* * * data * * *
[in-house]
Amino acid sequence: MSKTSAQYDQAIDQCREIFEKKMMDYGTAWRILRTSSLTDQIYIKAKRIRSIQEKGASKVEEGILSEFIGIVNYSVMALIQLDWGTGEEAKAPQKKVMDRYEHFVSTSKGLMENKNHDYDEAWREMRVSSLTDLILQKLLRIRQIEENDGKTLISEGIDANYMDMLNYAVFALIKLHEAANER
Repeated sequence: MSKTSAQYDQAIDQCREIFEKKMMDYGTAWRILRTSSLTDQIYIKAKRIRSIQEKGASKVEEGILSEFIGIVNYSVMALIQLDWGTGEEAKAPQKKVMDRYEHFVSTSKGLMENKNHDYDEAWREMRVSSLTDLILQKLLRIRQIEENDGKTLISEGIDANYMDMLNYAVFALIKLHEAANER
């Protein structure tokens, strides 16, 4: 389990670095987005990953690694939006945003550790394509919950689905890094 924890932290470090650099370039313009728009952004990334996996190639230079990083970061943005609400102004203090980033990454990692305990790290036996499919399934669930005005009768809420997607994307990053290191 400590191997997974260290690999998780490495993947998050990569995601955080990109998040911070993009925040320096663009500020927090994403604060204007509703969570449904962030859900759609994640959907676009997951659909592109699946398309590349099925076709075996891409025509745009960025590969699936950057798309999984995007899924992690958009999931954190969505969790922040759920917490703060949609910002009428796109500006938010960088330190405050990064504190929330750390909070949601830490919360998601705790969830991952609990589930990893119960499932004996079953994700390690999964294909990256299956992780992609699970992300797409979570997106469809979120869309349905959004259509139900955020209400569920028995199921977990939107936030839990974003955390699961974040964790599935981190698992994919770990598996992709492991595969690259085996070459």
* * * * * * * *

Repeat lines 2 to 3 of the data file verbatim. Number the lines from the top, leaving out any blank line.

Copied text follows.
Amino acid sequence: MSKTSAQYDQAIDQCREIFEKKMMDYGTAWRILRTSSLTDQIYIKAKRIRSIQEKGASKVEEGILSEFIGIVNYSVMALIQLDWGTGEEAKAPQKKVMDRYEHFVSTSKGLMENKNHDYDEAWREMRVSSLTDLILQKLLRIRQIEENDGKTLISEGIDANYMDMLNYAVFALIKLHEAANER
Repeated sequence: MSKTSAQYDQAIDQCREIFEKKMMDYGTAWRILRTSSLTDQIYIKAKRIRSIQEKGASKVEEGILSEFIGIVNYSVMALIQLDWGTGEEAKAPQKKVMDRYEHFVSTSKGLMENKNHDYDEAWREMRVSSLTDLILQKLLRIRQIEENDGKTLISEGIDANYMDMLNYAVFALIKLHEAANER